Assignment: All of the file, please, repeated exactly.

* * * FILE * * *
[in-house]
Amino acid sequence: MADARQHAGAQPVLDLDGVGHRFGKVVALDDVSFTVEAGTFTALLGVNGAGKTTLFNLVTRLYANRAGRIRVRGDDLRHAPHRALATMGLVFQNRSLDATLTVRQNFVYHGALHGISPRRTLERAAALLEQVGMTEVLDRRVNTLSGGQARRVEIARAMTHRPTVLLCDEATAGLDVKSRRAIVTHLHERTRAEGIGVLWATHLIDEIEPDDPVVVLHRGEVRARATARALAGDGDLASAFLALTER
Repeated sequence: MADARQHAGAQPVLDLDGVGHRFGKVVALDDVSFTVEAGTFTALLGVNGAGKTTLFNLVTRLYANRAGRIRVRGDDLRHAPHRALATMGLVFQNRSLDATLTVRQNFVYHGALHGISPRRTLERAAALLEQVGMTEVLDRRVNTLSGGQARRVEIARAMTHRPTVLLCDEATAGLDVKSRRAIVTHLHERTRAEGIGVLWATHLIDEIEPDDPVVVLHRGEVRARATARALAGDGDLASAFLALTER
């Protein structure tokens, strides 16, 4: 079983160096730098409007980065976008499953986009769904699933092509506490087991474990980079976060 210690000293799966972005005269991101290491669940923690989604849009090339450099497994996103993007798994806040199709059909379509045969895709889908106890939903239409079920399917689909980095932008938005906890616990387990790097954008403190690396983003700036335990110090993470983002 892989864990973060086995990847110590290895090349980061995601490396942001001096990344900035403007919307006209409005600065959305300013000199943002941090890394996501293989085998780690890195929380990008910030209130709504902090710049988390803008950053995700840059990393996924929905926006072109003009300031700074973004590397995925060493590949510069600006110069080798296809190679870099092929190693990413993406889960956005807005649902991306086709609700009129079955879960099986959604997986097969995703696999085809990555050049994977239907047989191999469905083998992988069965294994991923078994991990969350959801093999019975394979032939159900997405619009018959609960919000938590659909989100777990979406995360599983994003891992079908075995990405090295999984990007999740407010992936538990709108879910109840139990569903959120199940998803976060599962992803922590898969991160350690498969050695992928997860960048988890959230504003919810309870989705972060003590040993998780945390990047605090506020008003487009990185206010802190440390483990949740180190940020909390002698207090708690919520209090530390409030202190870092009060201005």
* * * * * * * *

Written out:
[in-house]
Amino acid sequence: MADARQHAGAQPVLDLDGVGHRFGKVVALDDVSFTVEAGTFTALLGVNGAGKTTLFNLVTRLYANRAGRIRVRGDDLRHAPHRALATMGLVFQNRSLDATLTVRQNFVYHGALHGISPRRTLERAAALLEQVGMTEVLDRRVNTLSGGQARRVEIARAMTHRPTVLLCDEATAGLDVKSRRAIVTHLHERTRAEGIGVLWATHLIDEIEPDDPVVVLHRGEVRARATARALAGDGDLASAFLALTER
Repeated sequence: MADARQHAGAQPVLDLDGVGHRFGKVVALDDVSFTVEAGTFTALLGVNGAGKTTLFNLVTRLYANRAGRIRVRGDDLRHAPHRALATMGLVFQNRSLDATLTVRQNFVYHGALHGISPRRTLERAAALLEQVGMTEVLDRRVNTLSGGQARRVEIARAMTHRPTVLLCDEATAGLDVKSRRAIVTHLHERTRAEGIGVLWATHLIDEIEPDDPVVVLHRGEVRARATARALAGDGDLASAFLALTER
């Protein structure tokens, strides 16, 4: 079983160096730098409007980065976008499953986009769904699933092509506490087991474990980079976060 210690000293799966972005005269991101290491669940923690989604849009090339450099497994996103993007798994806040199709059909379509045969895709889908106890939903239409079920399917689909980095932008938005906890616990387990790097954008403190690396983003700036335990110090993470983002 892989864990973060086995990847110590290895090349980061995601490396942001001096990344900035403007919307006209409005600065959305300013000199943002941090890394996501293989085998780690890195929380990008910030209130709504902090710049988390803008950053995700840059990393996924929905926006072109003009300031700074973004590397995925060493590949510069600006110069080798296809190679870099092929190693990413993406889960956005807005649902991306086709609700009129079955879960099986959604997986097969995703696999085809990555050049994977239907047989191999469905083998992988069965294994991923078994991990969350959801093999019975394979032939159900997405619009018959609960919000938590659909989100777990979406995360599983994003891992079908075995990405090295999984990007999740407010992936538990709108879910109840139990569903959120199940998803976060599962992803922590898969991160350690498969050695992928997860960048988890959230504003919810309870989705972060003590040993998780945390990047605090506020008003487009990185206010802190440390483990949740180190940020909390002698207090708690919520209090530390409030202190870092009060201005």